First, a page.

I have never had a dog like Sadie before. Mostly we've had "working dogs" like Australian Shepherds and Border Collies. The best dog we ever had was a Border Collie cross. He was whip smart and perfectly trained by yours truly. It never occured to me that I would end up with a dog I couldn't train. Enter Sadie.
At the dog rescue, they decided she was a Border Collie/Black Lab mix. They could be right. I was really banking on a Border Collie brain but got something else. Sadie is almost completely black with a bit of white on her nose, under her chin and on her chest and feet. She is heavier bodied that a Border Collie but not quite as heavy as a Lab. Her hair is Lab-like. She is a sweet dog and doesn't have a mean bone in her body. But, and it's a huge but, she generally hasn't learned to come when she's called or follow any directions. She is highly food motivated meaning if you have a treat in your hand she will "sit" and "down" like a champ. Without the treat you get nothing.
I think Sadie is a happy dog. She is always excited and eager. She loves to run and always comes with me to feed the animals. The downside is that whenever we have people at the house, Sadie is in her crate. I couldn't figure out how to teach her to calm down, to keep all four feet on the ground and not try to jump up on the little kids. All four of my grandchildren want to know where Sadie is when they arrive. She is in her crate. OK. They will come in and play and do whatever as long as they don't have to deal with Sadie. And they generally shriek when Sadie comes walking through the living room.
When my brother moved in with us last summer, I explained that he would have to make his piece with my crazy dog. He and Sadie managed to bond pretty quickly and he became just another member of the stable family. Whew!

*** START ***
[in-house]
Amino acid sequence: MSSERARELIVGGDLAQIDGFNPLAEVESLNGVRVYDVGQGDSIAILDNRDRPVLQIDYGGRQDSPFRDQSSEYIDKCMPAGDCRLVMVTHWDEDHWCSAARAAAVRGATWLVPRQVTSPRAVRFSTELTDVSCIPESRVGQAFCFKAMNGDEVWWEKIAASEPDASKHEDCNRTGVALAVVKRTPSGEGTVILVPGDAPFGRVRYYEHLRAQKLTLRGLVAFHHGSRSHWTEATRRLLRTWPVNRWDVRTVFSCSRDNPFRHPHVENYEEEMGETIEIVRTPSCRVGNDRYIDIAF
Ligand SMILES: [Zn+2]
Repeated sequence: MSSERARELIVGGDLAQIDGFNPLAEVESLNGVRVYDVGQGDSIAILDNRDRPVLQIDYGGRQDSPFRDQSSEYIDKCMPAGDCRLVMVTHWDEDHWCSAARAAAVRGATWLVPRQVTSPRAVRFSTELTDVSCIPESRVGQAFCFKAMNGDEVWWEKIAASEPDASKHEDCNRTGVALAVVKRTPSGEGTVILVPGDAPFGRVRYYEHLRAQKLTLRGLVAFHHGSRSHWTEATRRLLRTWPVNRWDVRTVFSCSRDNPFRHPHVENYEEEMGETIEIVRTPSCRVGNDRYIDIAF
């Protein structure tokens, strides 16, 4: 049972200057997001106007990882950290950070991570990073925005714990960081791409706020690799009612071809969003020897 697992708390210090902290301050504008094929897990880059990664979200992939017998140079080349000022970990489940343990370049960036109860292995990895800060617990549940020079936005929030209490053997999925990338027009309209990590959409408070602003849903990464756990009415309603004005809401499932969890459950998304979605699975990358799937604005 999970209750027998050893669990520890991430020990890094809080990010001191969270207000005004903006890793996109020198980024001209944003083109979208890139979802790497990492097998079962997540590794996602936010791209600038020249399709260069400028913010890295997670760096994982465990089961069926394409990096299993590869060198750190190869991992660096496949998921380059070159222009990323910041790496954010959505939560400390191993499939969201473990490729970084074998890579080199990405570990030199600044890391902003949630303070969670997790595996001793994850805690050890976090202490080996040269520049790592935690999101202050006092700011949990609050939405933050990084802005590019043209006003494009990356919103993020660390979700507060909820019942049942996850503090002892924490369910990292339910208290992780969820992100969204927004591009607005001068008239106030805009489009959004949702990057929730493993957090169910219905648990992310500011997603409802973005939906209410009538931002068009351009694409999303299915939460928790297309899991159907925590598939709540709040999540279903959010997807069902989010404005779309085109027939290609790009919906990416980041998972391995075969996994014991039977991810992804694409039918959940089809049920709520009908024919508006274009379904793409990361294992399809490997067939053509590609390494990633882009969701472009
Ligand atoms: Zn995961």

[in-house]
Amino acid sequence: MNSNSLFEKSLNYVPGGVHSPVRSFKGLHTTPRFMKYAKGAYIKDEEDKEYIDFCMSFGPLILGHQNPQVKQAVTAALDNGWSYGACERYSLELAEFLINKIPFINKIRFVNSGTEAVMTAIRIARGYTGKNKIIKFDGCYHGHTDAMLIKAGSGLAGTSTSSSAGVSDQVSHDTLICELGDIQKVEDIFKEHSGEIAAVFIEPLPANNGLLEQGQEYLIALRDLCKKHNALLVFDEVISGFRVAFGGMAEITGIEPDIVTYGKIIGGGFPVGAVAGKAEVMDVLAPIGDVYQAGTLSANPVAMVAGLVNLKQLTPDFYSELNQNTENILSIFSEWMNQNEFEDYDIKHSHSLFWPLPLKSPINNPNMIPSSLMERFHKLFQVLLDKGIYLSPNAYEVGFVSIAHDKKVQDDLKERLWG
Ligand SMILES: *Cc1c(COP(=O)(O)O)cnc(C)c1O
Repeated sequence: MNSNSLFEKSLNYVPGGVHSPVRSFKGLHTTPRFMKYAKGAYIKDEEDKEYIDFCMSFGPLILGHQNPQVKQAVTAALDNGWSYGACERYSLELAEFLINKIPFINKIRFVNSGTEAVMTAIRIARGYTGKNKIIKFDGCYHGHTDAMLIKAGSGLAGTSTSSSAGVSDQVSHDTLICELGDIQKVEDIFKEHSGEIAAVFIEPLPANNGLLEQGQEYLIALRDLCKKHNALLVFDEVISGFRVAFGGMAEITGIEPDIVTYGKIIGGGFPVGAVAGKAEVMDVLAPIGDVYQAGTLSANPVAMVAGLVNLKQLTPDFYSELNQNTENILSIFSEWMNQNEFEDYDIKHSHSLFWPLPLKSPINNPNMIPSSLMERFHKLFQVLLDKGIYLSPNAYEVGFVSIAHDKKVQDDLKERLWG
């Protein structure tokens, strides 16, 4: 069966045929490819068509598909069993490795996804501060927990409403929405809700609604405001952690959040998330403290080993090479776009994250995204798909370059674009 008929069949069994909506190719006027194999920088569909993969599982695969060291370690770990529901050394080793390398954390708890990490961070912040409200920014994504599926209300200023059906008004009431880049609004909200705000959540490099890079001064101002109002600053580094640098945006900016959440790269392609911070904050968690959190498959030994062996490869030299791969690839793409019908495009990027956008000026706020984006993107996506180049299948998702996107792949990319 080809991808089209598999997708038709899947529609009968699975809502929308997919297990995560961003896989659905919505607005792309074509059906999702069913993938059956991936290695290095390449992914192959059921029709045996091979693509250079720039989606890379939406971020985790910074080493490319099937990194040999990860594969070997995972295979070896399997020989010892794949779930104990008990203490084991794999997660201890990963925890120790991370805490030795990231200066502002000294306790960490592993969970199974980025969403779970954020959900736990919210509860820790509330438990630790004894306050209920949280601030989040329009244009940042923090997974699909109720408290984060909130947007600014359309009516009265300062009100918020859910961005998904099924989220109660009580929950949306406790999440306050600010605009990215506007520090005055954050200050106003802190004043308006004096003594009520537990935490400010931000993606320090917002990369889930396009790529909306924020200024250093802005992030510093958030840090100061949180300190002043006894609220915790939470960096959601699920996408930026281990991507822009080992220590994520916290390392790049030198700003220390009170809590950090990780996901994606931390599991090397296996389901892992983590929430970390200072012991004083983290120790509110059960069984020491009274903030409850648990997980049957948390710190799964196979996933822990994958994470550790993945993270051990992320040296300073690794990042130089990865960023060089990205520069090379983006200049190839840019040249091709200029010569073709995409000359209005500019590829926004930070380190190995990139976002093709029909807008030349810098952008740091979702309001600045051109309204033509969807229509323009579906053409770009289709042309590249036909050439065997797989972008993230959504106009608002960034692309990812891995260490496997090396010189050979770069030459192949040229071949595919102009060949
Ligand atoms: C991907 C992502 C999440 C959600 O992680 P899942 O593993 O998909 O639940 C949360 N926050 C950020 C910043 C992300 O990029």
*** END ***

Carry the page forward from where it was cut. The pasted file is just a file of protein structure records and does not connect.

If you look up descriptions of Labrador Retrievers you discover that they all turn out to be amazing dogs when they are ___ years old. Insert some number between 3 and 7. They are not good puppies nor are they good immature dogs but somehow manage to become so wonderful as they mature that they actually convince people to get a second or third one. I was hoping this part of Sadie's heritage would kick in at some point. She is now 5 years old so I've been hoping for at least two years.
Just in the last couple of weeks Sadie has matured and turned into a much more wonderful dog. She was running around outside when my son arrived with his wife and two daughters. She was running around outside when my daughter arrived with her two sons. When my youngest grandson spent the night here last week, Sadie only went into her crate when she was super excited and needed a little time to calm down. Sadie had the run of the house and didn't make any attempt to bother him while he slept. It was glorious. She has started to listen to me and do what I ask. She is better with the livestock since she is listening to me. Somehow she achieved whatever the magic age is for whatever portion of her is or is not a Lab.
I always thought I was a wonderful dog trainer. Nope. Just lucky, I guess. Somehow I always had dogs that thought like I do or that connected at some level. My friend Nancy Whitbeck, who knows a whole lot about dogs, told me to stop thinking of Sadie as less intelligent and start thinking of her as whip smart. She was right. That changed my interaction completely. Cesar Millan of The Dog Whisperer says you get the dog you need not the dog you want. Yup. Sadie has taught me so many things I never learned before including patience and a level of respect for an intellect that I don't really understand. Am I the perfect pack leader? Nope. Am I consistent and always calm? Nope. But I'm working on it and apparently so is Sadie.